Wednesday, November 18, 2009

"Compiling" Javascript Code

Look what I found this morning. It's a "compiler" for Javascript code. Since Javascript is interpreted instead of compiled it's not truly a compiler but it does something similar: makes the code readable for the machine and takes out all of the extra fluff that a carbon based life form needs for comprehension.

I have tested it with some of the javascript that I use on my personal sites and got about a 25% average compression.

I looked at the largest piece of Javascript on the astd.org home page. It is the jQuery UI javascript code at 188K. It compressed down by 11%. The other way to really compress the Javascript is to use gzip. Here is a blog post by someone else about it (he also mentions some other utilities for doing what Google closure is doing). Basically, you zip the Javascript and then, since it runs in the visitor's browser anyway their browser expands the file to run the code after they've downloaded it. Gzip is achieving near universal installation, so this method of compressing Javascript has less risk of breaking than it did a year ago.

In essence, what the Closure "compiler" is doing is removing all of the whitespace and pretty variable names that we use so that we can read the code. It's very much like the "Optimize for Web" settings for image programs which remove all of the color descriptions for unused colors and the like.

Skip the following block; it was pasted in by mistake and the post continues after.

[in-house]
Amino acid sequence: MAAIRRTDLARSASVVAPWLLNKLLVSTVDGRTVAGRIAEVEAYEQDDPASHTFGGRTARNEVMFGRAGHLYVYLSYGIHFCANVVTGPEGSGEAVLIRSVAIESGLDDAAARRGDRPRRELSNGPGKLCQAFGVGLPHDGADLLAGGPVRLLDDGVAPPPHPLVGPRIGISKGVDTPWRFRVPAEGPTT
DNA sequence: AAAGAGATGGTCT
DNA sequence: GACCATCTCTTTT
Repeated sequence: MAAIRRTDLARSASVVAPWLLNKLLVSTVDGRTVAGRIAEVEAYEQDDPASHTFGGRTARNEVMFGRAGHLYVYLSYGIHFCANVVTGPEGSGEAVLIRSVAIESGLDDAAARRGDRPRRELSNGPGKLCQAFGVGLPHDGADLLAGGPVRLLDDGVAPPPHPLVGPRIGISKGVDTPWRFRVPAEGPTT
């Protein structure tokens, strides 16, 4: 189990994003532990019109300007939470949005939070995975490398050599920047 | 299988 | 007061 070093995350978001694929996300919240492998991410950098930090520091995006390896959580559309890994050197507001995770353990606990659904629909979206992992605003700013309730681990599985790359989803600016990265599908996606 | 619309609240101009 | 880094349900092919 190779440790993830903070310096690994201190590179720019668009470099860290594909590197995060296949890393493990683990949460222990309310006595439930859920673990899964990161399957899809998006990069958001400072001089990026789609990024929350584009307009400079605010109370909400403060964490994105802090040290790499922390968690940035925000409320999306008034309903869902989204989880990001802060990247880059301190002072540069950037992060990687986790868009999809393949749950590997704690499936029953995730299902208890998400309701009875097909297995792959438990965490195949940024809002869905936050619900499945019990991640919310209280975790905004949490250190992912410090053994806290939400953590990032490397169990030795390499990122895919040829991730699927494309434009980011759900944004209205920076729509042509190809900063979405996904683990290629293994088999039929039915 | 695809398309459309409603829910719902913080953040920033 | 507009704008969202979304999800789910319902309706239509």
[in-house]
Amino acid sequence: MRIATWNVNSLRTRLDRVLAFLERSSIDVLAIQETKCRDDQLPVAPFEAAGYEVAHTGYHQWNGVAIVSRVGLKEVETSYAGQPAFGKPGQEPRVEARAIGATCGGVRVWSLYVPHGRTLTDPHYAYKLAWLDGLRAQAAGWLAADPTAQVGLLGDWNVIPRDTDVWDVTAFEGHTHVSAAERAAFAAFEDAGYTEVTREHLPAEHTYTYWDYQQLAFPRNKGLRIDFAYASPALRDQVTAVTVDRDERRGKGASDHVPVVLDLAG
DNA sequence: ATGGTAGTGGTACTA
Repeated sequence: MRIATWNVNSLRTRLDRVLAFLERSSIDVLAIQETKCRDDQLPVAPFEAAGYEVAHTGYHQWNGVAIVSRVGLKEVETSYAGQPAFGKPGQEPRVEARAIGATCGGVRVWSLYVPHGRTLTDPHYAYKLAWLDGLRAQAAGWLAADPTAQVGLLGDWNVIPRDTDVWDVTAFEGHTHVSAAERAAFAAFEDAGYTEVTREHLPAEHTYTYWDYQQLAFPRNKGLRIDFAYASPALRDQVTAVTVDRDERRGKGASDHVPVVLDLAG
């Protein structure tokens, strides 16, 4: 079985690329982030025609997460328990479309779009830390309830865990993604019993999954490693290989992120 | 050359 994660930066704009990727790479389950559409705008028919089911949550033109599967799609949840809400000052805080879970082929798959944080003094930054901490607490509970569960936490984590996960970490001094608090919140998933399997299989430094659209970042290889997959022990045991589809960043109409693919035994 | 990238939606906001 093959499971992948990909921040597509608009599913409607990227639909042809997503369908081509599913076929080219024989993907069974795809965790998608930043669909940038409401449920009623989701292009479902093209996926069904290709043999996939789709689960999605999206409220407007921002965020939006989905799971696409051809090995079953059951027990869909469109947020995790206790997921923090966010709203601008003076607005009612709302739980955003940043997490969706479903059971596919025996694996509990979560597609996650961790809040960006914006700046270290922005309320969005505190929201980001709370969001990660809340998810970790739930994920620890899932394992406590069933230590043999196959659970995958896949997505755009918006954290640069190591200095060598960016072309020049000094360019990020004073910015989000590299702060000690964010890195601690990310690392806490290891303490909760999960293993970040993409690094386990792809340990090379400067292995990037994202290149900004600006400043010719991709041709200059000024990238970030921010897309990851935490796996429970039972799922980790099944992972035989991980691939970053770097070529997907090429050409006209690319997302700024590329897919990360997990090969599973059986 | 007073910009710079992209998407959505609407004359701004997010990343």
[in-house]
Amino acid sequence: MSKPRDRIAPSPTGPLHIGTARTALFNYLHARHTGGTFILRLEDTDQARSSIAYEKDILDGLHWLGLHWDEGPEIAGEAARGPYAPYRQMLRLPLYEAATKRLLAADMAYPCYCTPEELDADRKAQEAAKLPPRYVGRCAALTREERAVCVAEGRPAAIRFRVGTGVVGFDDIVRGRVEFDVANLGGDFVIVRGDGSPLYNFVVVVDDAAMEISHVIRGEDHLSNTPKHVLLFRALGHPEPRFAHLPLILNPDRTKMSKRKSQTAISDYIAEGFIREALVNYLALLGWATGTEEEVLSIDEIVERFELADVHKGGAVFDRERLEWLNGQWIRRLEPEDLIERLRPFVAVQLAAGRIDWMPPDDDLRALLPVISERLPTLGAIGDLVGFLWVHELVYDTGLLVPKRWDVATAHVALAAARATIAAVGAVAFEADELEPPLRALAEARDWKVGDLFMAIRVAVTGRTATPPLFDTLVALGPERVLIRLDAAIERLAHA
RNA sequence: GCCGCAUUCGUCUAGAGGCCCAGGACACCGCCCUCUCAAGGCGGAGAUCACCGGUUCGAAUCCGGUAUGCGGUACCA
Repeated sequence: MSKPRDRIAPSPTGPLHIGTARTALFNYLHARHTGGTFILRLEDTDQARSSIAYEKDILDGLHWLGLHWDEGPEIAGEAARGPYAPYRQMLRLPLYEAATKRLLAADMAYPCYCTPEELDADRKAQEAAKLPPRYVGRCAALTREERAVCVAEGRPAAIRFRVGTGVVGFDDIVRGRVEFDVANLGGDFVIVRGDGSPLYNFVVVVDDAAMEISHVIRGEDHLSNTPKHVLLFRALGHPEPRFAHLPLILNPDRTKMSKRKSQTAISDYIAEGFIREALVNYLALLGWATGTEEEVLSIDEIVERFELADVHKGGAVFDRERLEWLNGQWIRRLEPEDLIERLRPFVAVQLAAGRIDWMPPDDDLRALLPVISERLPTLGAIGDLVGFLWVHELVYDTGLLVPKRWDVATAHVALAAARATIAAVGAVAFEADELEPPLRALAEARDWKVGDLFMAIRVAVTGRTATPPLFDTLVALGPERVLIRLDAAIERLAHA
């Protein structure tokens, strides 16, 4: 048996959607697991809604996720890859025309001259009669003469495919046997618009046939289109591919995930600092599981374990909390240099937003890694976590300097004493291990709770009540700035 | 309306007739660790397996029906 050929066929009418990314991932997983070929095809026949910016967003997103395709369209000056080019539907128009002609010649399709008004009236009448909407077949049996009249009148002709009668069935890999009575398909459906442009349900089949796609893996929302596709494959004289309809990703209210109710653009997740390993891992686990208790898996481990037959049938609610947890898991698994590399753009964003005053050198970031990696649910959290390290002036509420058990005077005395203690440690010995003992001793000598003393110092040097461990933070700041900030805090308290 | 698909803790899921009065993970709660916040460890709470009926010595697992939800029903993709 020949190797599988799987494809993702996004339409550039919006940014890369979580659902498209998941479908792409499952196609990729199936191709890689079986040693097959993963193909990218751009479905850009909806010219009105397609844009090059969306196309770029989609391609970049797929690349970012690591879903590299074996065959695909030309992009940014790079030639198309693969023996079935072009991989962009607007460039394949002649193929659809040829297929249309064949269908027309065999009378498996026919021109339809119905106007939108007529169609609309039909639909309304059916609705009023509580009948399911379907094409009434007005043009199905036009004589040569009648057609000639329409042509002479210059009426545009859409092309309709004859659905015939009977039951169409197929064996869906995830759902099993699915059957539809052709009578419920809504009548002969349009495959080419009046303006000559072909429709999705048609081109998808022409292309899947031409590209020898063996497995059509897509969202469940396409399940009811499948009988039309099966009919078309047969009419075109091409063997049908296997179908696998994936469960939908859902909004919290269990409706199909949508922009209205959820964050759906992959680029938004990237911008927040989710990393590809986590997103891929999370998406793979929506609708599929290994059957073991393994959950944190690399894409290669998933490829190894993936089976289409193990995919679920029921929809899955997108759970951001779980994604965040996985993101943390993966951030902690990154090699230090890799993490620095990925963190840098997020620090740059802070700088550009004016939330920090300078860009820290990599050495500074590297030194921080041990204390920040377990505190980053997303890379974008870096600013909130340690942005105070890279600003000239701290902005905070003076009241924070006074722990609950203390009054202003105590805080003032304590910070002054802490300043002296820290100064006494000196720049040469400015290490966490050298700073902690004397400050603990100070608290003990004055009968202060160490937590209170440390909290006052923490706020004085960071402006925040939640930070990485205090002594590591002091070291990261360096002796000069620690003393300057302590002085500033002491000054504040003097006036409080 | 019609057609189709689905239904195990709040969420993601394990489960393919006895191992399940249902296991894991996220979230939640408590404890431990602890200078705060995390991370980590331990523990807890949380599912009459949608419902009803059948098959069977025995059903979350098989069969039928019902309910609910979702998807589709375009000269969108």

The home page for the Closure compiler is here and it also explains the philosophy behind what they are doing. It works in conjunction with Page Speed. I've started looking at these things recently because I was reviewing the analytics for our organization's web site and noticing that people are still hitting the site with dial-up. I'm also noticing an uptick in mobile visitors who might be using EDGE or other slower networks to hit our site. Living in an urban area with good G3 coverage and broadband in most places, we forget the costs associated with Flash effects and high-res widget graphics. The 2007 Census numbers show that 10% or so of Americans with home Internet access were using dial-up.

As long as any of those people want to be a part of our organization, we need to make sure they can access our information. Besides, a flashy website is not necessarily the only sign of organizational quality. Take a look at this company's website for instance. The look is dated but clean and speedy.

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